WASHINGTON, D.C. – On January 5, 2023, the Childhood Cancer Survivorship, Treatment, Access, and Research (STAR) Act of 2022, legislation authored by U.S. Senators Shelley Moore Capito (R-W.Va.) and Jack Reed (D-R.I.), was signed into law by President Joe Biden. The bill reauthorizes the Childhood Cancer STAR Act, the most comprehensive childhood cancer bill ever passed by Congress, for another five years.

The STAR Act, which was first passed in 2018 and signed into law later that year on June 5, 2018, helps advance pediatric cancer research and child-focused cancer treatments, while also improving childhood cancer surveillance and providing resources for survivors and those impacted by childhood cancer. Since being signed into law in 2018, the STAR Act has helped deliver over $120 million to fund promising childhood cancer research and assist patients and families battling cancer.

“I was incredibly proud to be part of the passage of the STAR Act in 2018, which has made an important difference in the lives of children with cancer, as well as childhood cancer survivors and their families. Since that time, the legislation has resulted in unprecedented opportunities and funding for childhood cancer research, allowed us to better understand and track the incidence of disease, and improved the quality of life for childhood cancer survivors. I’m thrilled to reauthorize this meaningful legislation, which will ultimately allow these opportunities to continue and bring us closer to a world without childhood cancer,” Senator Capito said.


There are over 100 different subtypes of childhood cancers. Most new cancer diagnoses in children are for leukemia (28.1%) and brain/CNS cancers (26.5%), while malignant epithelial neoplasms and melanomas (23.3%) and brain/CNS cancers (21.9%) are top cancers for adolescents, according to Children’s Cancer Cause.

Childhood cancer research has progressed in recent years, but after accidents, cancer is still the second leading cause of death in children ages 1 to 14, according to the American Cancer Society. Health experts estimate that nearly 10,500 children in the United States under the age of 15 were diagnosed with cancer last year.

Specifically, the Childhood Cancer Survivorship, Treatment, Access, and Research (STAR) Act of 2022 will:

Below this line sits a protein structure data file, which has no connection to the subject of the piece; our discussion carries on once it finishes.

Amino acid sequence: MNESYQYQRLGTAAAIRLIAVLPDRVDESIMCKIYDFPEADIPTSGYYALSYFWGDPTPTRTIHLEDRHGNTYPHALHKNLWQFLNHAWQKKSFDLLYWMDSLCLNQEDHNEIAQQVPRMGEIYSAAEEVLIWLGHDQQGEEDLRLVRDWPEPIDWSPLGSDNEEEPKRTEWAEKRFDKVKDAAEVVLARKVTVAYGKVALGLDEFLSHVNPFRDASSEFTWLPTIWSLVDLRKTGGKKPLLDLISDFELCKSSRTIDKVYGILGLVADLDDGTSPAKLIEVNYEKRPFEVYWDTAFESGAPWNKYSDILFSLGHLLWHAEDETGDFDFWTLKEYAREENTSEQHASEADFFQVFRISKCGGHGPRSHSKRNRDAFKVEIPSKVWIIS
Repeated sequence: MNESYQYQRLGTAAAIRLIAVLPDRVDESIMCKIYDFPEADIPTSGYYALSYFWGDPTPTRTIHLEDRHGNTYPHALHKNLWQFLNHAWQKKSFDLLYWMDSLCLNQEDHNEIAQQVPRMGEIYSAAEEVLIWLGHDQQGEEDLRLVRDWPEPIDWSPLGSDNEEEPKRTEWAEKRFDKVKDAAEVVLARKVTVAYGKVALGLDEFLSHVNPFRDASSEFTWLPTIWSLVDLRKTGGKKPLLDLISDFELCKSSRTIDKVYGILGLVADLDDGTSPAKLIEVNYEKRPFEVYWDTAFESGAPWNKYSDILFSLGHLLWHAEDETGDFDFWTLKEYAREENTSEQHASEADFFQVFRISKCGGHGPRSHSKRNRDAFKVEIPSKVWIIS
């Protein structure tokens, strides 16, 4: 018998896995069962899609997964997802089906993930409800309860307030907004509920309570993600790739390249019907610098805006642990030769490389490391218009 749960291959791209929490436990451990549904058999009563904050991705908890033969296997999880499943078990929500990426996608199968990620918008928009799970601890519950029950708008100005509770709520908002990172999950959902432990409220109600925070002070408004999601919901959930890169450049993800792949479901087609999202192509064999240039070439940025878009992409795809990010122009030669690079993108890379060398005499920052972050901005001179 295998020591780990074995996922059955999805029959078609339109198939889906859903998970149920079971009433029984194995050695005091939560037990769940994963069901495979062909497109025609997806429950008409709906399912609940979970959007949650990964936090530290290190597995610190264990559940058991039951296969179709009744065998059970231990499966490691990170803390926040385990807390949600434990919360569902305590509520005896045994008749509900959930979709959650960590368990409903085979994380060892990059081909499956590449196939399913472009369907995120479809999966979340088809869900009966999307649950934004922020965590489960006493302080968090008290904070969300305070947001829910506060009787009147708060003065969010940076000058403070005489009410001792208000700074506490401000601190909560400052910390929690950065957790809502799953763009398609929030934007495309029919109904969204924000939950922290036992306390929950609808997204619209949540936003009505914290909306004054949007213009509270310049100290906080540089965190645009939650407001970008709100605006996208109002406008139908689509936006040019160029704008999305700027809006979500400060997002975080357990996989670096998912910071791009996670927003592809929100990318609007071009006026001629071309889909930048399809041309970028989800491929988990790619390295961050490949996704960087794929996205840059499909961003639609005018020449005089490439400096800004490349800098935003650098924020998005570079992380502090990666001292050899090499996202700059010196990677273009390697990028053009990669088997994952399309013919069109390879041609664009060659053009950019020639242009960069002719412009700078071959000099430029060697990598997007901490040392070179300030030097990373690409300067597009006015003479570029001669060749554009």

• Expand Opportunities for Childhood Cancer Research: Due to the relatively small population of children with cancer and the geographic distance between these children, researching childhood cancer can be challenging. As such, the legislation reauthorizes and expands existing efforts at the National Cancer Institute (NCI) to collect biospecimens for childhood cancer patients enrolled in NCI-sponsored clinical trials to collect and maintain relevant clinical, biological, and demographic information on all children, adolescents, and young adults with cancer.
  • Improve Childhood Cancer Surveillance: Building upon previous efforts, this bill authorizes grants to state cancer registries to identify and track incidences of child, adolescent, and young adult cancer. This funding will be used to identify and train reporters of childhood cancer cases, secure infrastructure to ensure early reporting and capture of child cancer incidences, and support the collection of cases into a national childhood cancer registry.
  • Help Improve Quality of Life Opportunities for Childhood Cancer Survivors: Unfortunately, even after beating cancer, as many as two-thirds of survivors suffer from late effects of their disease or treatment, including secondary cancers and organ damage. This legislation will enhance research on the late effects of childhood cancers, improve collaboration among providers so that doctors are better able to care for this population as they age, and establish a new pilot program to begin to explore innovative models of care for childhood cancer survivors.
  • Ensure Pediatric Expertise at the National Institutes of Health (NIH): Requires the inclusion of at least one expert in pediatric oncology on the National Cancer Advisory Board and would improve childhood health reporting requirements to include pediatric cancer.


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